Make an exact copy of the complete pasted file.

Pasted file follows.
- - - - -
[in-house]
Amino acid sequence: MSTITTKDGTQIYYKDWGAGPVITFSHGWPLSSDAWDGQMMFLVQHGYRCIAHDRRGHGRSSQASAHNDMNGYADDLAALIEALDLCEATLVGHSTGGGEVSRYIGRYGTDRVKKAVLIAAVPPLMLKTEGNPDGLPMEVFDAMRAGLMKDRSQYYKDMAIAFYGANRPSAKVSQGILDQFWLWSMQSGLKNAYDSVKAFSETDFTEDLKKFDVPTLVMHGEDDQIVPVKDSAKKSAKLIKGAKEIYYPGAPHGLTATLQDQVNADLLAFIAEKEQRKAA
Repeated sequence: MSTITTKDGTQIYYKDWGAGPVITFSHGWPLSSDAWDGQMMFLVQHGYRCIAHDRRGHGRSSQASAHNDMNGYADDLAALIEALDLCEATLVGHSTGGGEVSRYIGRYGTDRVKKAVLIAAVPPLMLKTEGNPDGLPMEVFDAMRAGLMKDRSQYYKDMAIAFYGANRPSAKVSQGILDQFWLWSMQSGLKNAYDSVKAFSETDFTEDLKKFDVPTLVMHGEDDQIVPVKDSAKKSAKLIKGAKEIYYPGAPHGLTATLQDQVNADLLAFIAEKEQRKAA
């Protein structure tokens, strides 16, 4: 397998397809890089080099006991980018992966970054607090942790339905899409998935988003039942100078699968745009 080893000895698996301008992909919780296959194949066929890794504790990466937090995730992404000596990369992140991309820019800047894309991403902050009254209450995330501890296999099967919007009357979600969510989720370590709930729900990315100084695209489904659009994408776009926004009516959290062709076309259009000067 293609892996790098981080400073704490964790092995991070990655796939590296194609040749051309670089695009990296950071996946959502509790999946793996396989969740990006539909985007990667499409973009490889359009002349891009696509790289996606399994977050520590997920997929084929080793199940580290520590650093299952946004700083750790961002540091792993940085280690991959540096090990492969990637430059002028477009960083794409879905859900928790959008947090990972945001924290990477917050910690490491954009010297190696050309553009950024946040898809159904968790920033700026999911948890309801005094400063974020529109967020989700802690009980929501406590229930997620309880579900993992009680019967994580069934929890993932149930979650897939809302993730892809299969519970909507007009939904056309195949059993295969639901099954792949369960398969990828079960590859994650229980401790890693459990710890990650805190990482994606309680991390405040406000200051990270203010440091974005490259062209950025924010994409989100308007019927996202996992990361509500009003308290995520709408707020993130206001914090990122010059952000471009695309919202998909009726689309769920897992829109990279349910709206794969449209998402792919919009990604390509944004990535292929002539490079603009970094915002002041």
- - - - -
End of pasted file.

[in-house]
Amino acid sequence: MSTITTKDGTQIYYKDWGAGPVITFSHGWPLSSDAWDGQMMFLVQHGYRCIAHDRRGHGRSSQASAHNDMNGYADDLAALIEALDLCEATLVGHSTGGGEVSRYIGRYGTDRVKKAVLIAAVPPLMLKTEGNPDGLPMEVFDAMRAGLMKDRSQYYKDMAIAFYGANRPSAKVSQGILDQFWLWSMQSGLKNAYDSVKAFSETDFTEDLKKFDVPTLVMHGEDDQIVPVKDSAKKSAKLIKGAKEIYYPGAPHGLTATLQDQVNADLLAFIAEKEQRKAA
Repeated sequence: MSTITTKDGTQIYYKDWGAGPVITFSHGWPLSSDAWDGQMMFLVQHGYRCIAHDRRGHGRSSQASAHNDMNGYADDLAALIEALDLCEATLVGHSTGGGEVSRYIGRYGTDRVKKAVLIAAVPPLMLKTEGNPDGLPMEVFDAMRAGLMKDRSQYYKDMAIAFYGANRPSAKVSQGILDQFWLWSMQSGLKNAYDSVKAFSETDFTEDLKKFDVPTLVMHGEDDQIVPVKDSAKKSAKLIKGAKEIYYPGAPHGLTATLQDQVNADLLAFIAEKEQRKAA
């Protein structure tokens, strides 16, 4: 397998397809890089080099006991980018992966970054607090942790339905899409998935988003039942100078699968745009 080893000895698996301008992909919780296959194949066929890794504790990466937090995730992404000596990369992140991309820019800047894309991403902050009254209450995330501890296999099967919007009357979600969510989720370590709930729900990315100084695209489904659009994408776009926004009516959290062709076309259009000067 293609892996790098981080400073704490964790092995991070990655796939590296194609040749051309670089695009990296950071996946959502509790999946793996396989969740990006539909985007990667499409973009490889359009002349891009696509790289996606399994977050520590997920997929084929080793199940580290520590650093299952946004700083750790961002540091792993940085280690991959540096090990492969990637430059002028477009960083794409879905859900928790959008947090990972945001924290990477917050910690490491954009010297190696050309553009950024946040898809159904968790920033700026999911948890309801005094400063974020529109967020989700802690009980929501406590229930997620309880579900993992009680019967994580069934929890993932149930979650897939809302993730892809299969519970909507007009939904056309195949059993295969639901099954792949369960398969990828079960590859994650229980401790890693459990710890990650805190990482994606309680991390405040406000200051990270203010440091974005490259062209950025924010994409989100308007019927996202996992990361509500009003308290995520709408707020993130206001914090990122010059952000471009695309919202998909009726689309769920897992829109990279349910709206794969449209998402792919919009990604390509944004990535292929002539490079603009970094915002002041």